I recalled another, smaller, oasis of delight in a different part town. Down near the old shipyard is a small outside space, fenced in and visible as I walk though a back alley to get to the marina. For years I have noticed that someone (who maybe works in the shed here?) grows an amazing variety of vegetables and flowers. I have never seen anyone working in this patch which adds to the sense of magic that it evokes. The obvious care and dedication behind the cultivation of this dark little corner of an otherwise unlovely part of town sums up, for me, the indomitable spirit of humankind. Beauty can be imagined, created and cultivated anywhere.
My feelings on returning from my walk this morning were sadness and compassion for those caught up in the madness of events in New Zealand, yes. Most definitely, I feel shock and am sending so many prayers around to the other side of our planet in my own way. Feeling helpless but also knowing that every loving thought adds to those already being sent and does have an effect.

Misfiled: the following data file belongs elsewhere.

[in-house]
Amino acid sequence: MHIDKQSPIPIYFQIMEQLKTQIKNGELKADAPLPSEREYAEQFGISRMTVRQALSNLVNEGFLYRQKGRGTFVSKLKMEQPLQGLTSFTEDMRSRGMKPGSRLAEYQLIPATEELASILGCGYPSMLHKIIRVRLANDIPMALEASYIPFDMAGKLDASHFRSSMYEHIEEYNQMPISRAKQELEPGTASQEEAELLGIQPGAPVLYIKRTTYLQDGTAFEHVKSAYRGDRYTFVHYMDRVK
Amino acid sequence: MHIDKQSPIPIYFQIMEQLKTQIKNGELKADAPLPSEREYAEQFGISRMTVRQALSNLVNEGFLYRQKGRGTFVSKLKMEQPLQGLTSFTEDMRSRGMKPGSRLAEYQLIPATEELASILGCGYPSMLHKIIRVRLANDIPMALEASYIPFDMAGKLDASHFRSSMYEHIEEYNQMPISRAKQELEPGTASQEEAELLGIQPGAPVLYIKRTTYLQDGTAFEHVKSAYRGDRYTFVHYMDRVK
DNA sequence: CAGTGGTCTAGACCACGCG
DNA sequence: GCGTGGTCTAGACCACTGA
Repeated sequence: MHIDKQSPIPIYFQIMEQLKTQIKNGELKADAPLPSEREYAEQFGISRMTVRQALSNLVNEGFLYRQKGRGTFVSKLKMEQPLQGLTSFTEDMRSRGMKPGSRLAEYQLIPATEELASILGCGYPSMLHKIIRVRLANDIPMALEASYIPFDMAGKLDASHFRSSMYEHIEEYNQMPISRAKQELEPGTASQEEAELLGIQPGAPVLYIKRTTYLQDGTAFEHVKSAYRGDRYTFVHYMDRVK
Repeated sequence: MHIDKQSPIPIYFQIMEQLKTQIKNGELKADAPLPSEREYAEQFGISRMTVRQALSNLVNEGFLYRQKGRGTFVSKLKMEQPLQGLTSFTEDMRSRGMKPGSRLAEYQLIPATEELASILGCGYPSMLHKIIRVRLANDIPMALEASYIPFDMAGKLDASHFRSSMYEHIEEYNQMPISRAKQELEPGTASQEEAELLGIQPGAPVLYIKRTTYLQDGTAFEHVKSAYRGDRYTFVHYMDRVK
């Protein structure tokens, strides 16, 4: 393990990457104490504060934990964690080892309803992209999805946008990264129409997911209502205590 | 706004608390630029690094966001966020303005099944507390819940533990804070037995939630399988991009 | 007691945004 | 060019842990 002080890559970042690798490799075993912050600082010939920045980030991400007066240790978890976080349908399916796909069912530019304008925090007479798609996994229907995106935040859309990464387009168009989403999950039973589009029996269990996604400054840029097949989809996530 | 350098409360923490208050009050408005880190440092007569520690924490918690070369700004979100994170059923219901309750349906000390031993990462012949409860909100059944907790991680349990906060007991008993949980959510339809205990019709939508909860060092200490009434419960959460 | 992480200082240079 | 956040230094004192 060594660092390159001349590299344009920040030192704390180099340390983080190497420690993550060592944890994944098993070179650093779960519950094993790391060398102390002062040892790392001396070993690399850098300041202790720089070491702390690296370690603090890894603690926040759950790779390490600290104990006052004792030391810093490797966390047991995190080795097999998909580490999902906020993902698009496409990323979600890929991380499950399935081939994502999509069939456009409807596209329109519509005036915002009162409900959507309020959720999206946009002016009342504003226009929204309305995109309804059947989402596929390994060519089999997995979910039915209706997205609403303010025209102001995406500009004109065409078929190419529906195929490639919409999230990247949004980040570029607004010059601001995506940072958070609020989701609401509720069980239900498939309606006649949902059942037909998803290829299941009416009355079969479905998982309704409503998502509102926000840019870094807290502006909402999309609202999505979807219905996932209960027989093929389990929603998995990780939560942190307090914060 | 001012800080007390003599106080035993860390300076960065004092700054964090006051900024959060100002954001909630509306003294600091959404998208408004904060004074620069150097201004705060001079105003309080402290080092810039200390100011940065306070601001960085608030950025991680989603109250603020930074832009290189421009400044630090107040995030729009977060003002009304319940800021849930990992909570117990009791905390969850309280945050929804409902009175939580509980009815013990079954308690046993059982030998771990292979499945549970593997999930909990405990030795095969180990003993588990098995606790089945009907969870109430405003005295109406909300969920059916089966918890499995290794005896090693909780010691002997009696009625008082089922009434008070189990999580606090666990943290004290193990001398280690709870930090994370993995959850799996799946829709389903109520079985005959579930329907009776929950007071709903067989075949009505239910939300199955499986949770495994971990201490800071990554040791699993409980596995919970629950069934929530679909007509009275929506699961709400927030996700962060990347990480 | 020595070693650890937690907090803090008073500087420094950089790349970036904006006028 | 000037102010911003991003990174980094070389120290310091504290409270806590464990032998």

It’s too early to look for seeds of recovery amongst the devastation. But they will be there, I am sure. They will be discernible in the way New Zealand as a country will come together. In the acts of kindness and care that neighbour will show neighbour, regardless of race, culture or religion. In the way this resilient community will cope.
And I trust and hope that the indomitably good-hearted Spirit of the New Zealand nation will prevail. Despite the determination of darker forces to cause despair and ugliness in this Heavenly corner of our wonderful planet.
24th February 2019 - Don't Quit Before the Magic Happens (Note to Self!)